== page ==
If a story needs an arc, a pleasing symmetry, then consider the rainbow, to be literal about queer symbols for a moment. A rainbow is irresolute, it has no beginning, no end. Patti LaBelle understood this. In one of her live renditions of “Over the Rainbow,” she ended by singing:
If a teeny weeny bird can fly,
Oh tell me why,
tell me why,
“The skin is all cut up,” says the first of many doctors, her rubber-gloved finger prodding at my anus. A knife-sharp pain shudders through me with each of her clumsy jabs, and her expression, as she nods in recognition of my distress, says This is not good (a look I believe all doctors should practice avoiding). Having moved to New York from Melbourne only months before, and needing medical attention without any health insurance, I was already distressed enough without her added alarm. Before I can even get my pants back up, as she moves away from me and snaps off her glove, she continues with similar tact by asking bluntly, “Are you gay?”
Yes, torn open by a lover; the price of my promiscuity.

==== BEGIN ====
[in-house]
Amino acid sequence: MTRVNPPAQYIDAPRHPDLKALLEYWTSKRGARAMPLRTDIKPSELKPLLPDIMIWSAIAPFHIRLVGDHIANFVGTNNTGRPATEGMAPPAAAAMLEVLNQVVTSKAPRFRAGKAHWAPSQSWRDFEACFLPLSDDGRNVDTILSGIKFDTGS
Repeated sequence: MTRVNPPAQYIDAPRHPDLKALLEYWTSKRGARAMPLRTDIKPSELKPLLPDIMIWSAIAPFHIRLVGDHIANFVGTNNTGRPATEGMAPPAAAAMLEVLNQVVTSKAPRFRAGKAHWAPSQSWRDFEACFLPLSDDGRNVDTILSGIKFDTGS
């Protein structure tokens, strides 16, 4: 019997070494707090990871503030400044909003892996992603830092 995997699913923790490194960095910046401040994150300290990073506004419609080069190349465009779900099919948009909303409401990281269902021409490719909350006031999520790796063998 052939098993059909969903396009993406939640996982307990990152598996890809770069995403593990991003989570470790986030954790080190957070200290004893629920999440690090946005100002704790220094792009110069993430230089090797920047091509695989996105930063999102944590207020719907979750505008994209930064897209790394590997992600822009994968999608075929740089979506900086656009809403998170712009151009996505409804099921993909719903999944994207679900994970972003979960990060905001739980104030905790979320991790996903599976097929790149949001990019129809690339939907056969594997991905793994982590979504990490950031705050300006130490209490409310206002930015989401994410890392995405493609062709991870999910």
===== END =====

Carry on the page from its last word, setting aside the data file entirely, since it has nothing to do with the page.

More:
The doctor’s recommended treatment for this condition — anal fissure the medical term — is bath-sitting. Every day, twice a day, I will sit in the bath. Other remedies are equally quaint, apothecarian: a salve of coconut oil, tea tree oil, and witch-hazel is applied daily. Sometimes a doctor seals the wound by poking it with a burning ember, blistering the torn flesh. I learn to have the bath already drawn before shitting, which I do while biting down on a towel. I am told not to worry, that the wound will heal within a month, maybe two. A month passes, then two, then twelve. Sometimes there is less blood, sometimes no pain, but all healing repeatedly reverses and there is no better plan than to return to a slow, watery recovery — sentenced to bathe.
I do not fit in my bath so I bathe in two halves: first I sit upright in an L-shape — legs extended in front — and then I tip…